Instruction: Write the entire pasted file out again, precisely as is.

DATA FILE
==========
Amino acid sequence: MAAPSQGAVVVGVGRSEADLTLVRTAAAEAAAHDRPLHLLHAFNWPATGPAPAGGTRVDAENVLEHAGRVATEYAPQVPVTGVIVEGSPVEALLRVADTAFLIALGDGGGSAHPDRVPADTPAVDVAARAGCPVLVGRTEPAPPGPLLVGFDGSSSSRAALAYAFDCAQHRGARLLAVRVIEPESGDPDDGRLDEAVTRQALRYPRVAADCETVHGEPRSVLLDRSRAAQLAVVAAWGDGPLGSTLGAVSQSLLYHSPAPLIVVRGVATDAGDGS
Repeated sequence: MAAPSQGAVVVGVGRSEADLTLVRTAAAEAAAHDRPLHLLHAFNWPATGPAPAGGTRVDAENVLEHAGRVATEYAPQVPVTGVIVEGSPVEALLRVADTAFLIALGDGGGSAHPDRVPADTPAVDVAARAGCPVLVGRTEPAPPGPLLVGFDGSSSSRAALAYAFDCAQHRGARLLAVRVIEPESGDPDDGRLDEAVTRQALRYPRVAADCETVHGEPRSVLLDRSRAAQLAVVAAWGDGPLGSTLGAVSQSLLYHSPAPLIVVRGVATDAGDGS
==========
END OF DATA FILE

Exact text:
Amino acid sequence: MAAPSQGAVVVGVGRSEADLTLVRTAAAEAAAHDRPLHLLHAFNWPATGPAPAGGTRVDAENVLEHAGRVATEYAPQVPVTGVIVEGSPVEALLRVADTAFLIALGDGGGSAHPDRVPADTPAVDVAARAGCPVLVGRTEPAPPGPLLVGFDGSSSSRAALAYAFDCAQHRGARLLAVRVIEPESGDPDDGRLDEAVTRQALRYPRVAADCETVHGEPRSVLLDRSRAAQLAVVAAWGDGPLGSTLGAVSQSLLYHSPAPLIVVRGVATDAGDGS
Repeated sequence: MAAPSQGAVVVGVGRSEADLTLVRTAAAEAAAHDRPLHLLHAFNWPATGPAPAGGTRVDAENVLEHAGRVATEYAPQVPVTGVIVEGSPVEALLRVADTAFLIALGDGGGSAHPDRVPADTPAVDVAARAGCPVLVGRTEPAPPGPLLVGFDGSSSSRAALAYAFDCAQHRGARLLAVRVIEPESGDPDDGRLDEAVTRQALRYPRVAADCETVHGEPRSVLLDRSRAAQLAVVAAWGDGPLGSTLGAVSQSLLYHSPAPLIVVRGVATDAGDGS